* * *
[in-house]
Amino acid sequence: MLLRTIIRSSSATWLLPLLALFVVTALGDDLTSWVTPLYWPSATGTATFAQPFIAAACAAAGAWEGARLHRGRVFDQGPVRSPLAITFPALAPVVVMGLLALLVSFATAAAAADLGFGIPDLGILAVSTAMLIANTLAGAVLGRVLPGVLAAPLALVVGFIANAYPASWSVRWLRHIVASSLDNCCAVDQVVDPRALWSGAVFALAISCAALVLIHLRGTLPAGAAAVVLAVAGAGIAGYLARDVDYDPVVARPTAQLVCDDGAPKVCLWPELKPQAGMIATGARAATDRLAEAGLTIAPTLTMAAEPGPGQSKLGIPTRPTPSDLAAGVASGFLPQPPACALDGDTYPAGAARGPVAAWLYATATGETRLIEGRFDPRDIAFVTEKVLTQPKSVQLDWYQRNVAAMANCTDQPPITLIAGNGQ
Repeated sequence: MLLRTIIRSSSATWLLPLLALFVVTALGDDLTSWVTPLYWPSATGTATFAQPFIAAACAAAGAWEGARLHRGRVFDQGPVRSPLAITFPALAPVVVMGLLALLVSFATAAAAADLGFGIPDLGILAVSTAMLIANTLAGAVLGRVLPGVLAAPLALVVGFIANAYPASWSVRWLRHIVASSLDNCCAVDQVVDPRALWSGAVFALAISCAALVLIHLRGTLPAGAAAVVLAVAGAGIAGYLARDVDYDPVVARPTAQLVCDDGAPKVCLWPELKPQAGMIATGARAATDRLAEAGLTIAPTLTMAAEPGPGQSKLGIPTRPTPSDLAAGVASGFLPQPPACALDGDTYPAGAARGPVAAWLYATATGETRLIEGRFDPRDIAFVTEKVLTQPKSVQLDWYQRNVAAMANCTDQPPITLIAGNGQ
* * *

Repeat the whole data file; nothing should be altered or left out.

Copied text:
[in-house]
Amino acid sequence: MLLRTIIRSSSATWLLPLLALFVVTALGDDLTSWVTPLYWPSATGTATFAQPFIAAACAAAGAWEGARLHRGRVFDQGPVRSPLAITFPALAPVVVMGLLALLVSFATAAAAADLGFGIPDLGILAVSTAMLIANTLAGAVLGRVLPGVLAAPLALVVGFIANAYPASWSVRWLRHIVASSLDNCCAVDQVVDPRALWSGAVFALAISCAALVLIHLRGTLPAGAAAVVLAVAGAGIAGYLARDVDYDPVVARPTAQLVCDDGAPKVCLWPELKPQAGMIATGARAATDRLAEAGLTIAPTLTMAAEPGPGQSKLGIPTRPTPSDLAAGVASGFLPQPPACALDGDTYPAGAARGPVAAWLYATATGETRLIEGRFDPRDIAFVTEKVLTQPKSVQLDWYQRNVAAMANCTDQPPITLIAGNGQ
Repeated sequence: MLLRTIIRSSSATWLLPLLALFVVTALGDDLTSWVTPLYWPSATGTATFAQPFIAAACAAAGAWEGARLHRGRVFDQGPVRSPLAITFPALAPVVVMGLLALLVSFATAAAAADLGFGIPDLGILAVSTAMLIANTLAGAVLGRVLPGVLAAPLALVVGFIANAYPASWSVRWLRHIVASSLDNCCAVDQVVDPRALWSGAVFALAISCAALVLIHLRGTLPAGAAAVVLAVAGAGIAGYLARDVDYDPVVARPTAQLVCDDGAPKVCLWPELKPQAGMIATGARAATDRLAEAGLTIAPTLTMAAEPGPGQSKLGIPTRPTPSDLAAGVASGFLPQPPACALDGDTYPAGAARGPVAAWLYATATGETRLIEGRFDPRDIAFVTEKVLTQPKSVQLDWYQRNVAAMANCTDQPPITLIAGNGQ